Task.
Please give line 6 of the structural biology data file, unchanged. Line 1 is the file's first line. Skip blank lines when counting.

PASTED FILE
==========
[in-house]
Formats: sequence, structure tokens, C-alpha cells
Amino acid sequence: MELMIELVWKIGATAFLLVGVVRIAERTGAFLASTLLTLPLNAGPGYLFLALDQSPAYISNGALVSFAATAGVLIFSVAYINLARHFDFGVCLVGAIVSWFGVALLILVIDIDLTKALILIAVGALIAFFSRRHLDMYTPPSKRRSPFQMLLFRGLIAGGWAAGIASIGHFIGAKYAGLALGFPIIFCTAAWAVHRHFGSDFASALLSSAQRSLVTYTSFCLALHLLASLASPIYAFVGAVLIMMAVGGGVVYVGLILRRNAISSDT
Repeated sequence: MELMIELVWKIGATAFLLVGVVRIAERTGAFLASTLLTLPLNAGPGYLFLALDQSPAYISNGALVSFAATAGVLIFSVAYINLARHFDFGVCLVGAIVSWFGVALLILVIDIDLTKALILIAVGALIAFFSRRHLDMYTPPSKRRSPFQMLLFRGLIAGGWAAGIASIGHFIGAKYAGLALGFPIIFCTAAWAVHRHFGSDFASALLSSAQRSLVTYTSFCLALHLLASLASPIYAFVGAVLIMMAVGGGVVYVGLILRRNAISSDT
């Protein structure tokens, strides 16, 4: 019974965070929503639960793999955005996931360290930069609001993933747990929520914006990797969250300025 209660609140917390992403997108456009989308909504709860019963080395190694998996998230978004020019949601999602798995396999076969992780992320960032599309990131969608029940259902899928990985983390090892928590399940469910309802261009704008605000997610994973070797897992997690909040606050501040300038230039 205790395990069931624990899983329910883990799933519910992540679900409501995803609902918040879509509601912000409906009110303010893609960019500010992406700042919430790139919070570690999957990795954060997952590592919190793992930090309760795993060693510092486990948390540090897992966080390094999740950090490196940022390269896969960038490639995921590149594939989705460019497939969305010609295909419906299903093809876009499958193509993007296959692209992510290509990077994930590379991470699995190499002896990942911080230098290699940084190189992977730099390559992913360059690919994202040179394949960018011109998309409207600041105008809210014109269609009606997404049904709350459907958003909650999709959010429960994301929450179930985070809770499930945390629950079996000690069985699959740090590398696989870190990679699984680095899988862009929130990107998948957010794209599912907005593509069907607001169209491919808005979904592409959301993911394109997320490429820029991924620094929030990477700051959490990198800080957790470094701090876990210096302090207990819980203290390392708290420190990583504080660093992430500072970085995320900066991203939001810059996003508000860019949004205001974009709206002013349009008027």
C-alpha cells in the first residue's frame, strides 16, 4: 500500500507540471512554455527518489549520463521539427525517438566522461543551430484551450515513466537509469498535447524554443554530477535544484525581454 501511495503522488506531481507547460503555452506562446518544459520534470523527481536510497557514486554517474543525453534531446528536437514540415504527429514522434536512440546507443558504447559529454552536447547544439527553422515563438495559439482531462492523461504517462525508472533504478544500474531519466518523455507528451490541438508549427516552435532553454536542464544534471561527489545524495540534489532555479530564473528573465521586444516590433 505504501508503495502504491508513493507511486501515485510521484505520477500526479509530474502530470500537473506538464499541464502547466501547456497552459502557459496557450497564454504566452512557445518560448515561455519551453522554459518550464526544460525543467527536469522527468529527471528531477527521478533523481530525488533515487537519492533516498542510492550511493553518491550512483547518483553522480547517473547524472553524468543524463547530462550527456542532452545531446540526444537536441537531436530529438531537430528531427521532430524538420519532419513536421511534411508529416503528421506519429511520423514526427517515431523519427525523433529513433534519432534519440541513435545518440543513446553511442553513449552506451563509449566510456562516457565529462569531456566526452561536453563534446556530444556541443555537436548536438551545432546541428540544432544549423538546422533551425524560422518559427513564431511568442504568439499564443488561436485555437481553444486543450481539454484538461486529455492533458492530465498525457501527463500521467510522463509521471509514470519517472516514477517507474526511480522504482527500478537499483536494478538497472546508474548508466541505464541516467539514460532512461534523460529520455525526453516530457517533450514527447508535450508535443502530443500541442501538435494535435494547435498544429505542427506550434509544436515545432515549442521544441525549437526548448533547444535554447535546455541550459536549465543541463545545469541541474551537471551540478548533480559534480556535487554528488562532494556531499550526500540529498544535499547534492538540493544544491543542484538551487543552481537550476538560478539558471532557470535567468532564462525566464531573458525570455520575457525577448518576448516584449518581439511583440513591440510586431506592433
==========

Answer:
C-alpha cells in the first residue's frame, strides 16, 4: 500500500507540471512554455527518489549520463521539427525517438566522461543551430484551450515513466537509469498535447524554443554530477535544484525581454 501511495503522488506531481507547460503555452506562446518544459520534470523527481536510497557514486554517474543525453534531446528536437514540415504527429514522434536512440546507443558504447559529454552536447547544439527553422515563438495559439482531462492523461504517462525508472533504478544500474531519466518523455507528451490541438508549427516552435532553454536542464544534471561527489545524495540534489532555479530564473528573465521586444516590433 505504501508503495502504491508513493507511486501515485510521484505520477500526479509530474502530470500537473506538464499541464502547466501547456497552459502557459496557450497564454504566452512557445518560448515561455519551453522554459518550464526544460525543467527536469522527468529527471528531477527521478533523481530525488533515487537519492533516498542510492550511493553518491550512483547518483553522480547517473547524472553524468543524463547530462550527456542532452545531446540526444537536441537531436530529438531537430528531427521532430524538420519532419513536421511534411508529416503528421506519429511520423514526427517515431523519427525523433529513433534519432534519440541513435545518440543513446553511442553513449552506451563509449566510456562516457565529462569531456566526452561536453563534446556530444556541443555537436548536438551545432546541428540544432544549423538546422533551425524560422518559427513564431511568442504568439499564443488561436485555437481553444486543450481539454484538461486529455492533458492530465498525457501527463500521467510522463509521471509514470519517472516514477517507474526511480522504482527500478537499483536494478538497472546508474548508466541505464541516467539514460532512461534523460529520455525526453516530457517533450514527447508535450508535443502530443500541442501538435494535435494547435498544429505542427506550434509544436515545432515549442521544441525549437526548448533547444535554447535546455541550459536549465543541463545545469541541474551537471551540478548533480559534480556535487554528488562532494556531499550526500540529498544535499547534492538540493544544491543542484538551487543552481537550476538560478539558471532557470535567468532564462525566464531573458525570455520575457525577448518576448516584449518581439511583440513591440510586431506592433